Australian legal firms are experiencing unprecedented demand from people who have suffered alleged child sexual abuse in institutions such as churches, schools and youth groups.
The demand has been spurred on by revelations from the Royal Commission into Institutional Responses to Child Sexual Abuse and legal reforms which allow survivors to make a claim for damages regardless of when the abuse allegedly occurred.
Child abuse Royal Commission: a look back
Painful and difficult stories in their thousands emerge from the Royal Commission into Institutional Responses to Child Sexual Abuse.
Shine Lawyers received 61 inquiries about historical child sexual abuse in 2012, prior to the commencement of the royal commission in 2013. Last year the firm received 730 inquiries, an increase of more than 1000 per cent.
Law firm Maurice Blackburn has also experienced a surge in people exploring their legal options, with hundreds of new inquiries.
Shine Lawyers abuse law principal Lisa Flynn said the commission had created widespread public awareness about the devastating impact of abuse.
“It is an extraordinary increase which is largely due to the spotlight cast by the royal commission,” she said.
“The royal commission’s work over the past four years has really encouraged people to come forward and seek assistance. It’s been a tsunami of survivors coming forward.”
The commission held its final public hearing last week and will hand down its final report in December.
Ms Flynn said that while the long-running inquiry is wrapping up, it has left a strong legacy for survivors.
“Survivors have seen the bravery of others in coming forward and that’s given them the encouragement they need to come forward themselves,” she said.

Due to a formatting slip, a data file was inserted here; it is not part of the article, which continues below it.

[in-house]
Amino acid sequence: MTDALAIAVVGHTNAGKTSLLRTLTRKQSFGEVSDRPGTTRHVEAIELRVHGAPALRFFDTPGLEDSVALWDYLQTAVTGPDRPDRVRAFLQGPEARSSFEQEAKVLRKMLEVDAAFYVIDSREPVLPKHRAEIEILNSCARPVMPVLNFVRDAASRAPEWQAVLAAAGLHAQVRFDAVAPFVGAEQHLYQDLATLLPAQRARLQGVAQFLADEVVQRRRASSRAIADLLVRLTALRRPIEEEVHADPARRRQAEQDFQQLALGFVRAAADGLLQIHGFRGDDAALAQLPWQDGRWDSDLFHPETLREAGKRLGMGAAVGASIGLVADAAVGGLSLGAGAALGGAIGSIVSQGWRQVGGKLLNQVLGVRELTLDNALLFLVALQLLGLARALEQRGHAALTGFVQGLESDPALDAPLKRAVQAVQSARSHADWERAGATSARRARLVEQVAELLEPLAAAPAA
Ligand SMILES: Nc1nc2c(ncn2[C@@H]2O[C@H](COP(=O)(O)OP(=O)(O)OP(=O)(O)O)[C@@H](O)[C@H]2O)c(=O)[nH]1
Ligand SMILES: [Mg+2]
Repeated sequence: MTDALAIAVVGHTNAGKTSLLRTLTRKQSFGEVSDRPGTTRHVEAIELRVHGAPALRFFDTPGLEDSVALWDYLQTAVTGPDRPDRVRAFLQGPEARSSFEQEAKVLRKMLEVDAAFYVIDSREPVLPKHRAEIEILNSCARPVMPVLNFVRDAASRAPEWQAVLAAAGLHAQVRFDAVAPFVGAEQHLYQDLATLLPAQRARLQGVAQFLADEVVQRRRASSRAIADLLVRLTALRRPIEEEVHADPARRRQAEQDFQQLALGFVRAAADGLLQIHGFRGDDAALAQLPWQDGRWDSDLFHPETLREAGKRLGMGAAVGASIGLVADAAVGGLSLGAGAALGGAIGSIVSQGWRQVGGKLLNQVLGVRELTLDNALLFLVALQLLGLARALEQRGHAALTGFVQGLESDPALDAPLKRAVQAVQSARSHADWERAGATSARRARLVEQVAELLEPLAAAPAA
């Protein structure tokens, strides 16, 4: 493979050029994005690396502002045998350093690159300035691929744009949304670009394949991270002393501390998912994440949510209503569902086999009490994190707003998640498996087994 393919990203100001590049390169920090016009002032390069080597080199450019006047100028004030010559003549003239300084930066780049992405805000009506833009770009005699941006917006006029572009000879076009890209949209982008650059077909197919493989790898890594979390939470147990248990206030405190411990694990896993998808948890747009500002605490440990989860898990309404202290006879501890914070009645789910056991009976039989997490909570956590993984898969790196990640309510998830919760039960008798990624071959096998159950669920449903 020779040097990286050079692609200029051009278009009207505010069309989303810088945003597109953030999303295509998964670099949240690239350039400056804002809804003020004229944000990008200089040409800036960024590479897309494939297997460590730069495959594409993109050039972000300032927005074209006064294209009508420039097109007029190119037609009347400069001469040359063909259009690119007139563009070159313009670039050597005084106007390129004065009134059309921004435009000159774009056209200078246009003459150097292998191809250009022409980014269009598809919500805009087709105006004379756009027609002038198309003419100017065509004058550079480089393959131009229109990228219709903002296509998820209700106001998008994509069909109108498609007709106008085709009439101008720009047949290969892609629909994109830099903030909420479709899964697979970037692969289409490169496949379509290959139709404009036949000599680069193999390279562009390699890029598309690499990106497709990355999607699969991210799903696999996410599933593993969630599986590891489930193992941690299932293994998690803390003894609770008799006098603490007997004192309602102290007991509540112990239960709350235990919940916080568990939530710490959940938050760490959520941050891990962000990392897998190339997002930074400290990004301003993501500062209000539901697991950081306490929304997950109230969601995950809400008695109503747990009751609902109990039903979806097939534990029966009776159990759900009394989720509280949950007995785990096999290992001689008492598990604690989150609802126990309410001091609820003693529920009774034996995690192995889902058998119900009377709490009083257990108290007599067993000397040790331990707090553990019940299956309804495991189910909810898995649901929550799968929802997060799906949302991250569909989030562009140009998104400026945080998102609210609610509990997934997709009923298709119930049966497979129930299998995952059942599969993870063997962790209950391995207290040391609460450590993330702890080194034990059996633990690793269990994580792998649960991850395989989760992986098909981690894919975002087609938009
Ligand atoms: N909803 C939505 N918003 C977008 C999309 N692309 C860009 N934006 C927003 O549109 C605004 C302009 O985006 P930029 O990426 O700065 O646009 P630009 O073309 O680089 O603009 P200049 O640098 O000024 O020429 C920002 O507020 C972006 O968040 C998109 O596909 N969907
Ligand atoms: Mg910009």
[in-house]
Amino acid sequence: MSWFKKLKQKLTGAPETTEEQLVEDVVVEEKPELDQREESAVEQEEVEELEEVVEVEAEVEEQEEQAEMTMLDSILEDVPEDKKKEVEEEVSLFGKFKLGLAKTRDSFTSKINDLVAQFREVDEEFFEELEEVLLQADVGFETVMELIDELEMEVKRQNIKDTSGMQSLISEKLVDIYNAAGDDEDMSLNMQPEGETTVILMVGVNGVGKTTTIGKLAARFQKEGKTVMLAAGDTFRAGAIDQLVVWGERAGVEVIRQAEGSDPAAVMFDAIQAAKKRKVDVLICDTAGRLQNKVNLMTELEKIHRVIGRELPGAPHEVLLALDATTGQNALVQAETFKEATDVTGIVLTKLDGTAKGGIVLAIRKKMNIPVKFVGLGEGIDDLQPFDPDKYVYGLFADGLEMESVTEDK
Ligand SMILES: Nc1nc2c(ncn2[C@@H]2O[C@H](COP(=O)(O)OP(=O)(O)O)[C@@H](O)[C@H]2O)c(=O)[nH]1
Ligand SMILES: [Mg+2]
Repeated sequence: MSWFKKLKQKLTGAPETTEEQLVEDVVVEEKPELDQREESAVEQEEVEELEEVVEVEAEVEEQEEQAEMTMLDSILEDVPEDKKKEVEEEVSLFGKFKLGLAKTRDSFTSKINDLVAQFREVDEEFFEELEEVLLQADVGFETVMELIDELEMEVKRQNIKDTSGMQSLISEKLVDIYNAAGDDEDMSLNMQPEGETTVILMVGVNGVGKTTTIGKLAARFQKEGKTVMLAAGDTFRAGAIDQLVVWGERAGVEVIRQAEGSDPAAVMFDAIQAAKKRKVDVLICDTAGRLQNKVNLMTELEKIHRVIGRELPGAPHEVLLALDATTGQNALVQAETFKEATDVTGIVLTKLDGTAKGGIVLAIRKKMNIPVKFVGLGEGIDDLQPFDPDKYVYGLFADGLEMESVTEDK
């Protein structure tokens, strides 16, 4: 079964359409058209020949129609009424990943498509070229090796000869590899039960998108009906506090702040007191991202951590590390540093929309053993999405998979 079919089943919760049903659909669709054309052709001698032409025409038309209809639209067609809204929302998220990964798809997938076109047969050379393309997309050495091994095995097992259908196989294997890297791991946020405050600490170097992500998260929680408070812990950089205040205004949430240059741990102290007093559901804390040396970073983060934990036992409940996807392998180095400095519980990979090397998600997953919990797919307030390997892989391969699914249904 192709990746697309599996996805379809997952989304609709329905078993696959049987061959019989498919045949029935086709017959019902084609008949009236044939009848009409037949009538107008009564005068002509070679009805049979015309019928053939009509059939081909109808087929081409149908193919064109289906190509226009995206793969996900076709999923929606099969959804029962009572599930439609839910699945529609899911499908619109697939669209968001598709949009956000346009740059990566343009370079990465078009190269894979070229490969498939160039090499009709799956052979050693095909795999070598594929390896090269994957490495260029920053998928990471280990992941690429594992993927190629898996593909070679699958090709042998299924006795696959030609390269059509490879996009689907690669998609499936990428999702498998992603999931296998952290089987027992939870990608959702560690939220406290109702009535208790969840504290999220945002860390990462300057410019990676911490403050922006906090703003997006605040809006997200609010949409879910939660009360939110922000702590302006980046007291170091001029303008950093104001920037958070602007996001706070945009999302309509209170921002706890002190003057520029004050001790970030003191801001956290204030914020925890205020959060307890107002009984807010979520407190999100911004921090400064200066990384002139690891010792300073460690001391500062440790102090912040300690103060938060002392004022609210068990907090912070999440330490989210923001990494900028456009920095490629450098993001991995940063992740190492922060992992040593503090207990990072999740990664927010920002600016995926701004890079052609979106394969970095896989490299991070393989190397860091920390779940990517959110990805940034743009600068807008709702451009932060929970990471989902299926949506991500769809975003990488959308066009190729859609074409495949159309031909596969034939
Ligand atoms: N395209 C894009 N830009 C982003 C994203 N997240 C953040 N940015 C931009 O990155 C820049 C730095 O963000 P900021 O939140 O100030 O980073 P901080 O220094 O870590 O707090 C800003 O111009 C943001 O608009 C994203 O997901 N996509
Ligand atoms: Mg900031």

“We know from people who have told their stories, it’s such a powerful way of seeking validation and justice.”
A number of states, including NSW, have scrapped the statute of limitations for civil action by child sexual abuse survivors, many of whom take decades to disclose.
Maurice Blackburn institutional abuse specialist Danielle De Paoli said the reform had allowed more survivors to come forward and seek justice.
“We expect this to continue, particularly given many states have now acted to ensure that archaic statutes of limitations have been removed to allow long overdue access to justice for abuse survivors,” she said.
Ms De Paoli said many defendants unnecessarily delayed redress for people who had been abused in an institution.
“Unfortunately too many organisations, including Scouts NSW and organisations of the Anglican and Catholic Churches, still continue to do the wrong thing by survivors, in spite of the significant evidence uncovered by the royal commission,” she said.
Figures released by the royal commission show the Catholic church paid $280 million in compensation to victims of alleged child sexual abuse between 1980-2015 and Anglican church dioceses have payments of just over $34 million in response to complaints over the same period.
The Federal government has announced a national redress scheme to compensate survivors to run for 10 years from 2018.
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